January 25, 2016

Of Flannel Sheets

We had nary a drop of snow this weekend. Sunshine all the way through. Which makes it all the more disgraceful that we didn't get outside and do something in all this winter sunshine. But Justin stayed in Syracuse for the weekend because he had to work Saturday, so I was being my typical overwhelmed self. Plus I stayed up a teensy bit too late Friday night reading a book. Tori made pancakes for breakfast on Saturday, so we weren't total hermits. Pancakes can lure us pretty easily into the cold. And we went to Owen and Ashley's for supper. Two outings in one day. Which is respectable. But the reality is that I did less than anything all day Saturday. 

It was cold too. Below zero in the morning on Sunday.  

We have a mirror with a beveled edge in the living room, which cast little rainbows across the room when the sun hits it in the morning. Elsie and Gilbert love the little rainbows. Elsie likes to poke it and block it and watch it. 

Icicles and cowboy hats

There is a lot of sparkle to our snow. Not that you can see it in the picture, but it is there.

Morning light

Now, the flannel sheets. (I love flannel sheets.) 

For some reason, in the fall of 2007, right after we moved back to New York from Alaska, I really wanted plaid flannel sheets. But the cost of moving meant we had better things to spend our money on than an extra pair of sheets for our bed. Actually, it wasn't even our bed. We had to leave our king mattress in Alaska because it wouldn't fit in the suburban or the two horse trailer the suburban pulled to New York. We brought the two twin beds from our guest room instead. In our apartment in Syracuse, we pushed the two beds together on the floor so we could use our king size sheets and blankets. 

I had Lily at 1 in the morning at the end of September that year. A few hours after birth, I got up, showered, dressed, and did my hair before the doctor came in, so I could more effectively convince him to let me go home that day. Even though I had lovely company in the form of the workers and Dad and Tori and Livie who skipped school to see their new niece, I didn't want to be at the hospital. Orianna had been born in a midwifery, where we were home within 3 and a half hours of giving birth. The idea of hanging out in a hospital all day where they hollered at you (or at least spoke sternly to you) if you nursed your baby to sleep and let it lay beside you on the bed was appalling. I wanted to go home. The doctor pooh poohed that idea and told me I had to stay at least 24 hours. And since 1 AM was not the time to leave the hospital, I couldn't leave until around 10 the next morning.  

By the time we were checked out, I was bone weary from my first ever night (and a half) at the hospital and being woken up every hour for vitals. I was desperate for my own bed. After cousins admired Lily and we picked up Orianna from Clover's, I took my new baby and went into our room to nurse her and let her sleep with me. Just to show those nurses.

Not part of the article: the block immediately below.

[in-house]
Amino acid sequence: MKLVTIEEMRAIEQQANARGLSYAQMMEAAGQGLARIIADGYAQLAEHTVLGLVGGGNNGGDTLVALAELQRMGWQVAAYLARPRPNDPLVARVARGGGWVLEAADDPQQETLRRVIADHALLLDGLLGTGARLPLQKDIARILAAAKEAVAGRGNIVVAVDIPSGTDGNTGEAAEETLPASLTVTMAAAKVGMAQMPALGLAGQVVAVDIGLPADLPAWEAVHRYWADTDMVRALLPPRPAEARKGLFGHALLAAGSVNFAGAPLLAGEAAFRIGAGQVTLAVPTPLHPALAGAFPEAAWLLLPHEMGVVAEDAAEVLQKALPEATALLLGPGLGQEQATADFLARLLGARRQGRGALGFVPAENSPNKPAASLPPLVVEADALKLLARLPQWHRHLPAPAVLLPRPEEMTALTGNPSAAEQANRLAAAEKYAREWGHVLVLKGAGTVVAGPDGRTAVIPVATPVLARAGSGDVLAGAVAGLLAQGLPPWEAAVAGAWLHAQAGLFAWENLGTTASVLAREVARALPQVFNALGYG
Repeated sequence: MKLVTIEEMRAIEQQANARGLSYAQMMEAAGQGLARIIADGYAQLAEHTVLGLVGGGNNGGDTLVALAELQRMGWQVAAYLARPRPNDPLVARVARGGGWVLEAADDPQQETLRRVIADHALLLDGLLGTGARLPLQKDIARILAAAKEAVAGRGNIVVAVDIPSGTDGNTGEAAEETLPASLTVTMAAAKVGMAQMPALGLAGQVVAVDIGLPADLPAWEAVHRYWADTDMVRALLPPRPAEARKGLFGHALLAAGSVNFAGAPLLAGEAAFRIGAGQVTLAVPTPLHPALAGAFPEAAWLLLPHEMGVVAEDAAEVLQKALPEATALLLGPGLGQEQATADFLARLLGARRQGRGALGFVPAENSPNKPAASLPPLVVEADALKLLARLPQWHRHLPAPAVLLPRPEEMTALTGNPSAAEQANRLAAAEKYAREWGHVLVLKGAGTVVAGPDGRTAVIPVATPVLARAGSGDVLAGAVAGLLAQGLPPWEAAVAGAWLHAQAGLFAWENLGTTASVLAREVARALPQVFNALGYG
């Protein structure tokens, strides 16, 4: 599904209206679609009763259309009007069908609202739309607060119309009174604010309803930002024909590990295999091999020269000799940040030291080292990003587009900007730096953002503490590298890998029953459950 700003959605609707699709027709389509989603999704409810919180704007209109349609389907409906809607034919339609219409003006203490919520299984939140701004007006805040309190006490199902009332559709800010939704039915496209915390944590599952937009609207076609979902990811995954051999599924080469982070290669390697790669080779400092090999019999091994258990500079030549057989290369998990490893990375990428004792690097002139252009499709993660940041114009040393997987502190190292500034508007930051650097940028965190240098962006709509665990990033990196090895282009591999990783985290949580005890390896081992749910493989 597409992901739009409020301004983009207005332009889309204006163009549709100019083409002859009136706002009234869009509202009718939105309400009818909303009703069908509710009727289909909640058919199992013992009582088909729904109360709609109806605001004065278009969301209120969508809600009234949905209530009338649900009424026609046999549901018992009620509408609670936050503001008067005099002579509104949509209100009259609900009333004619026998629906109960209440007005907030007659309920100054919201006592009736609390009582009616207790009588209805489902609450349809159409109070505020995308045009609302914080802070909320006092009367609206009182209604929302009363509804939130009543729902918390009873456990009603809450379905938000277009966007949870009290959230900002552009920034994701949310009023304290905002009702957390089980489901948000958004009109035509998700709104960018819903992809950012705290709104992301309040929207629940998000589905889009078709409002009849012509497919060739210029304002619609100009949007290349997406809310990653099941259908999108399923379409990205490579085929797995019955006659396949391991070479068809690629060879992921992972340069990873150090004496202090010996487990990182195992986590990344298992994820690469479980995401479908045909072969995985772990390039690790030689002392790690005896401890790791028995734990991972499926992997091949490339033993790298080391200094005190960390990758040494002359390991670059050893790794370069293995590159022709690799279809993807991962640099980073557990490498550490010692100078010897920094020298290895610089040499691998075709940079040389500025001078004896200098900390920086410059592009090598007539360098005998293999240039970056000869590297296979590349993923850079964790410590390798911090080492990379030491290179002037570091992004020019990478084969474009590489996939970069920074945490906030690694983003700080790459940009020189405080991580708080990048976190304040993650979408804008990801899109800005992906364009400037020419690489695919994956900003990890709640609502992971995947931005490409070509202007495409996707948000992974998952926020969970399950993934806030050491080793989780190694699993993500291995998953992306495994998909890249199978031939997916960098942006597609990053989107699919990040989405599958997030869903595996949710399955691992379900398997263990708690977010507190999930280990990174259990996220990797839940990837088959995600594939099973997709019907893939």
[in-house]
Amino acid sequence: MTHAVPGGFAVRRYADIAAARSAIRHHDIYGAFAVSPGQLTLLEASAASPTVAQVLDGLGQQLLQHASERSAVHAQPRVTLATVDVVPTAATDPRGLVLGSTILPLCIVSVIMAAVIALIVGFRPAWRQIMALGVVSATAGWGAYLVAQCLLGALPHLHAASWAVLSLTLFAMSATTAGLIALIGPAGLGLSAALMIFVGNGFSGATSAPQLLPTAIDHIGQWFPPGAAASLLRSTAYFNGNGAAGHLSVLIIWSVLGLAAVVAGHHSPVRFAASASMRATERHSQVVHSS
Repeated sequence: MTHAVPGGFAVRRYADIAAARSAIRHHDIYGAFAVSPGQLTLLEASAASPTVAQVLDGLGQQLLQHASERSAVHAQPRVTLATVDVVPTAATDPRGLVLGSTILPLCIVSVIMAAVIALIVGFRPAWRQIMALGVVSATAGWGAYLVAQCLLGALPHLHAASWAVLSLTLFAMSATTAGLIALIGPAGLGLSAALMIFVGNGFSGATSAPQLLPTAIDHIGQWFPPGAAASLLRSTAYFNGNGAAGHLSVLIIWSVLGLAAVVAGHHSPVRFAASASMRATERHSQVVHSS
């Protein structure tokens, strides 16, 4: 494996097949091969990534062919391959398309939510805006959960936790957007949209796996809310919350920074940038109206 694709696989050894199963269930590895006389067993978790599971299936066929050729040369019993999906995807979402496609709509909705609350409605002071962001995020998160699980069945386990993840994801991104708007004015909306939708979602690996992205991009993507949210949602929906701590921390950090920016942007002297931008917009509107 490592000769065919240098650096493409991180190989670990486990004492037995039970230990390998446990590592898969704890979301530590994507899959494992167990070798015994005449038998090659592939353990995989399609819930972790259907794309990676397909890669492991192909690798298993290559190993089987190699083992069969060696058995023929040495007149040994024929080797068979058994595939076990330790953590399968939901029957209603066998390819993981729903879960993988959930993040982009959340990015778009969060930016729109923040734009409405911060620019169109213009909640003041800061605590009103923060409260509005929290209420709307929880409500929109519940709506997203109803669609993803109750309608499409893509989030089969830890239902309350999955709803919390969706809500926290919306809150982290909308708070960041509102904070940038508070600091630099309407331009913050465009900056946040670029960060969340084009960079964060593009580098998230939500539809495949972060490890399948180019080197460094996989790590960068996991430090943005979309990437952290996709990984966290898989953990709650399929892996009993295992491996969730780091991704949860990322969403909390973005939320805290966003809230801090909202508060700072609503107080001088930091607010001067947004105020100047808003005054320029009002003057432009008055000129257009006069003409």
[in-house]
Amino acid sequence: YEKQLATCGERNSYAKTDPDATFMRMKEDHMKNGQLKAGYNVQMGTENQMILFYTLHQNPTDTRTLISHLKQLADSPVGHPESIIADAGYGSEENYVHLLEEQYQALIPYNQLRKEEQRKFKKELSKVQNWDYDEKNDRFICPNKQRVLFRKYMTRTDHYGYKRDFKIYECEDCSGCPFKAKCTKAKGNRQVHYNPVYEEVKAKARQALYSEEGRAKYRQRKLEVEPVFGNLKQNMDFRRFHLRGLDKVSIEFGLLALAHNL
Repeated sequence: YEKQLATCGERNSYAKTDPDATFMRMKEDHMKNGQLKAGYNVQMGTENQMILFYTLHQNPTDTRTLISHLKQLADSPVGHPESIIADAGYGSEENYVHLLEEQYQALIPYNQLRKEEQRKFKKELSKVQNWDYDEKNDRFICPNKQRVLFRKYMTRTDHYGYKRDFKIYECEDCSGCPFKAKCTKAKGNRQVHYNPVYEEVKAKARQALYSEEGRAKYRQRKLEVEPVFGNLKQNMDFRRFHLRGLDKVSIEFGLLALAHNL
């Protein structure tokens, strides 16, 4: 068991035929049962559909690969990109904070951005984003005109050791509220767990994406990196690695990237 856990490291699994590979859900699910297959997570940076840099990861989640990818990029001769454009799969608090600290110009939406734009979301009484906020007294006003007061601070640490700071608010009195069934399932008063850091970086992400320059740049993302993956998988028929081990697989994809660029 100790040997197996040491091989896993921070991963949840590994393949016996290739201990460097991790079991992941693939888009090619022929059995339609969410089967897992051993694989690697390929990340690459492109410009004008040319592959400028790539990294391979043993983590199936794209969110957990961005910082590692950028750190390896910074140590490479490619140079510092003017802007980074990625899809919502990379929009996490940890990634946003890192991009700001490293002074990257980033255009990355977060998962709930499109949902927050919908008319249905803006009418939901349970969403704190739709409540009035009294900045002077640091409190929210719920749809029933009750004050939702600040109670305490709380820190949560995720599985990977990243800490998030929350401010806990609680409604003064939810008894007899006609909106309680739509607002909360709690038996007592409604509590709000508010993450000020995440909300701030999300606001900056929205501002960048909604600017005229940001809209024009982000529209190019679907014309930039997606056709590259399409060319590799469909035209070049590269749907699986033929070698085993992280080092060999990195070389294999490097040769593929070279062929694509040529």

And there were these sheets. 

Because he knew how much I wanted them, Justin had gone to Wal-mart and bought me plaid flannel sheets. They weren't exactly the colors I would have chosen and it was a warm Indian Summer sort of day, but I have never seen better looking sheets. They were the coziest thing to bring our wee baby home to, all snuggled up together in Justin's love and flannel sheets. 

Since Justin was busy running to the hospital and working, Clover, who was a few months pregnant and still battling morning sickness, washed the sheets up and made the bed. A few hours later, after a good nap, Mom knocked on my door and behind her walked Lindsey, who had flown all the way from Alaska to see her new baby niece and Alaska-homesick sister for the weekend.  

There was a lot of family and sisterly love snuggled up in those sheets as well. 

And now, eight cold winters later, these flannel sheets finally gave up the ghost. They had been wearing threadbare in spots and finally, after this last round through the laundry, there was a little tear in the middle. Since they were too threadbare to mend, I put them on the bed for one last time. The little tear had grown into a larger tear and miraculously multiplied into several tears. And now, it is time to throw them out. They are just sheets. And we can now afford to go buy another couple sets of sheets if I want, but... they still mean a lot to me. 

Enough to make me cry as I contemplate throwing them away. 

(Maybe I will just throw the bottom sheet out...) 

1 comment:

Maureen Aliprandi said...

Hi Bethany! I love your blog! And your little family! I've nominated you for a Liebster Award (basically a networking tool for bloggers) and the details are in my most recent blog post (https://wordpress.com/post/impossiblejourneyblog.wordpress.com/1062). Follow the link if you're interested in knowing more. Do NOT feel obligated to keep this going. It's like a chain letter thing that most of the time I couldn't and wouldn't be bothered with. That being said, if you want to have fun with it, go ahead and accept it! Best wishes to you! Love, Maureen